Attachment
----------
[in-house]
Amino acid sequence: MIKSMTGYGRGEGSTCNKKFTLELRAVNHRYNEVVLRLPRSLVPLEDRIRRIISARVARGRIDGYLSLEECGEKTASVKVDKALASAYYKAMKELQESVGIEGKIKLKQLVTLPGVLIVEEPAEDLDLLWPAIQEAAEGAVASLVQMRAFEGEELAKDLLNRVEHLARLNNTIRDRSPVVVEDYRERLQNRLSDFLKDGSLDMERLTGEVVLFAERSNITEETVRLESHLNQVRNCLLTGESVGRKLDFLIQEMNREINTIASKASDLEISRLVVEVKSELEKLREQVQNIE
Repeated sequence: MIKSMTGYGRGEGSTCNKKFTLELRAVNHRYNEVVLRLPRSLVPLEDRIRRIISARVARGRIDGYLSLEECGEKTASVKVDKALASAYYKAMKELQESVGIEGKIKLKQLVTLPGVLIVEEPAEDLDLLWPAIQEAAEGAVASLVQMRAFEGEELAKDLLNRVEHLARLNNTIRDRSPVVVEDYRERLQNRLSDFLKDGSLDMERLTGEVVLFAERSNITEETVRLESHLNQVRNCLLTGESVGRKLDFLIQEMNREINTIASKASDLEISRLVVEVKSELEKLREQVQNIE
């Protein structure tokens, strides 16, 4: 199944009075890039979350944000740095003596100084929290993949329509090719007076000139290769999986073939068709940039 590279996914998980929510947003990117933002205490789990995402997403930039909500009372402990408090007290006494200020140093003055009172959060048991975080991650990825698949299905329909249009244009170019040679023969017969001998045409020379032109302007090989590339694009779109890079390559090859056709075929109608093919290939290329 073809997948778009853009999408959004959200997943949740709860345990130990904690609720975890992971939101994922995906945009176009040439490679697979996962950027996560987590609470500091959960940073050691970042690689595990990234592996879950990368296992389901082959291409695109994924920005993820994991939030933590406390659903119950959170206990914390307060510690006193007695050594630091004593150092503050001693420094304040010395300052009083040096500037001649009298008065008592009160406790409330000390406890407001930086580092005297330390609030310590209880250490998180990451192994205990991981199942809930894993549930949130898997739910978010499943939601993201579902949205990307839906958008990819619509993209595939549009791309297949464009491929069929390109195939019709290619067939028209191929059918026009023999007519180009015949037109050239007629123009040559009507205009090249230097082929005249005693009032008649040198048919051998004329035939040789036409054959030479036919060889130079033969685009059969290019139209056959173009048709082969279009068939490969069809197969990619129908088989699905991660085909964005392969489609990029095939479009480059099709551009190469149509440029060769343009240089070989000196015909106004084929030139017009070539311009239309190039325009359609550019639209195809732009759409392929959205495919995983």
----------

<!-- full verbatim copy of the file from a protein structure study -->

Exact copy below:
[in-house]
Amino acid sequence: MIKSMTGYGRGEGSTCNKKFTLELRAVNHRYNEVVLRLPRSLVPLEDRIRRIISARVARGRIDGYLSLEECGEKTASVKVDKALASAYYKAMKELQESVGIEGKIKLKQLVTLPGVLIVEEPAEDLDLLWPAIQEAAEGAVASLVQMRAFEGEELAKDLLNRVEHLARLNNTIRDRSPVVVEDYRERLQNRLSDFLKDGSLDMERLTGEVVLFAERSNITEETVRLESHLNQVRNCLLTGESVGRKLDFLIQEMNREINTIASKASDLEISRLVVEVKSELEKLREQVQNIE
Repeated sequence: MIKSMTGYGRGEGSTCNKKFTLELRAVNHRYNEVVLRLPRSLVPLEDRIRRIISARVARGRIDGYLSLEECGEKTASVKVDKALASAYYKAMKELQESVGIEGKIKLKQLVTLPGVLIVEEPAEDLDLLWPAIQEAAEGAVASLVQMRAFEGEELAKDLLNRVEHLARLNNTIRDRSPVVVEDYRERLQNRLSDFLKDGSLDMERLTGEVVLFAERSNITEETVRLESHLNQVRNCLLTGESVGRKLDFLIQEMNREINTIASKASDLEISRLVVEVKSELEKLREQVQNIE
């Protein structure tokens, strides 16, 4: 199944009075890039979350944000740095003596100084929290993949329509090719007076000139290769999986073939068709940039 590279996914998980929510947003990117933002205490789990995402997403930039909500009372402990408090007290006494200020140093003055009172959060048991975080991650990825698949299905329909249009244009170019040679023969017969001998045409020379032109302007090989590339694009779109890079390559090859056709075929109608093919290939290329 073809997948778009853009999408959004959200997943949740709860345990130990904690609720975890992971939101994922995906945009176009040439490679697979996962950027996560987590609470500091959960940073050691970042690689595990990234592996879950990368296992389901082959291409695109994924920005993820994991939030933590406390659903119950959170206990914390307060510690006193007695050594630091004593150092503050001693420094304040010395300052009083040096500037001649009298008065008592009160406790409330000390406890407001930086580092005297330390609030310590209880250490998180990451192994205990991981199942809930894993549930949130898997739910978010499943939601993201579902949205990307839906958008990819619509993209595939549009791309297949464009491929069929390109195939019709290619067939028209191929059918026009023999007519180009015949037109050239007629123009040559009507205009090249230097082929005249005693009032008649040198048919051998004329035939040789036409054959030479036919060889130079033969685009059969290019139209056959173009048709082969279009068939490969069809197969990619129908088989699905991660085909964005392969489609990029095939479009480059099709551009190469149509440029060769343009240089070989000196015909106004084929030139017009070539311009239309190039325009359609550019639209195809732009759409392929959205495919995983």